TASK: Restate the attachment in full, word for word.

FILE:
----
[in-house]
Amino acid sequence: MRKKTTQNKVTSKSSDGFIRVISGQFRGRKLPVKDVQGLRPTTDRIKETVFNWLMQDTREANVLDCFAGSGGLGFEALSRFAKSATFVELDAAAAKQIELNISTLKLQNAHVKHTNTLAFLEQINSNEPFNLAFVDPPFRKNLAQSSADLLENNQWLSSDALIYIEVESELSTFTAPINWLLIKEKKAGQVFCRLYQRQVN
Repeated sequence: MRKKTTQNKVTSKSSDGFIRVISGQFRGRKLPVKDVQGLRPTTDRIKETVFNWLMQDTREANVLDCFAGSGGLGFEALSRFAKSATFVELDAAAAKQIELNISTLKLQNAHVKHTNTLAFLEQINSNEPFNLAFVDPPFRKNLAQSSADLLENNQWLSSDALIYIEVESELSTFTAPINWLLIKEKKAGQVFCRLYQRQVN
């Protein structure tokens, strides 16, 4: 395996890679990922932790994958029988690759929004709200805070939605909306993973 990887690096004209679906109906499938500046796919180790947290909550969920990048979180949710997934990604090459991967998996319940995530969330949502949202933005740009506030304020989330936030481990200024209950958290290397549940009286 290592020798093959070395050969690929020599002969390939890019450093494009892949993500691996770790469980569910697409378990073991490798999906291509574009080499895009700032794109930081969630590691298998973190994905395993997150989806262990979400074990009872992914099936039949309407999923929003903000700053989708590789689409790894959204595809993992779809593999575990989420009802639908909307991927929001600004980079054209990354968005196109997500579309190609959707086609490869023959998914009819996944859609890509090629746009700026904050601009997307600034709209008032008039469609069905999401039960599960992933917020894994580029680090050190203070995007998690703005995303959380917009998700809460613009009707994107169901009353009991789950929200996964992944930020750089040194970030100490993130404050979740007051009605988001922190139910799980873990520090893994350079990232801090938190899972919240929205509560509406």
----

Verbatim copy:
[in-house]
Amino acid sequence: MRKKTTQNKVTSKSSDGFIRVISGQFRGRKLPVKDVQGLRPTTDRIKETVFNWLMQDTREANVLDCFAGSGGLGFEALSRFAKSATFVELDAAAAKQIELNISTLKLQNAHVKHTNTLAFLEQINSNEPFNLAFVDPPFRKNLAQSSADLLENNQWLSSDALIYIEVESELSTFTAPINWLLIKEKKAGQVFCRLYQRQVN
Repeated sequence: MRKKTTQNKVTSKSSDGFIRVISGQFRGRKLPVKDVQGLRPTTDRIKETVFNWLMQDTREANVLDCFAGSGGLGFEALSRFAKSATFVELDAAAAKQIELNISTLKLQNAHVKHTNTLAFLEQINSNEPFNLAFVDPPFRKNLAQSSADLLENNQWLSSDALIYIEVESELSTFTAPINWLLIKEKKAGQVFCRLYQRQVN
């Protein structure tokens, strides 16, 4: 395996890679990922932790994958029988690759929004709200805070939605909306993973 990887690096004209679906109906499938500046796919180790947290909550969920990048979180949710997934990604090459991967998996319940995530969330949502949202933005740009506030304020989330936030481990200024209950958290290397549940009286 290592020798093959070395050969690929020599002969390939890019450093494009892949993500691996770790469980569910697409378990073991490798999906291509574009080499895009700032794109930081969630590691298998973190994905395993997150989806262990979400074990009872992914099936039949309407999923929003903000700053989708590789689409790894959204595809993992779809593999575990989420009802639908909307991927929001600004980079054209990354968005196109997500579309190609959707086609490869023959998914009819996944859609890509090629746009700026904050601009997307600034709209008032008039469609069905999401039960599960992933917020894994580029680090050190203070995007998690703005995303959380917009998700809460613009009707994107169901009353009991789950929200996964992944930020750089040194970030100490993130404050979740007051009605988001922190139910799980873990520090893994350079990232801090938190899972919240929205509560509406």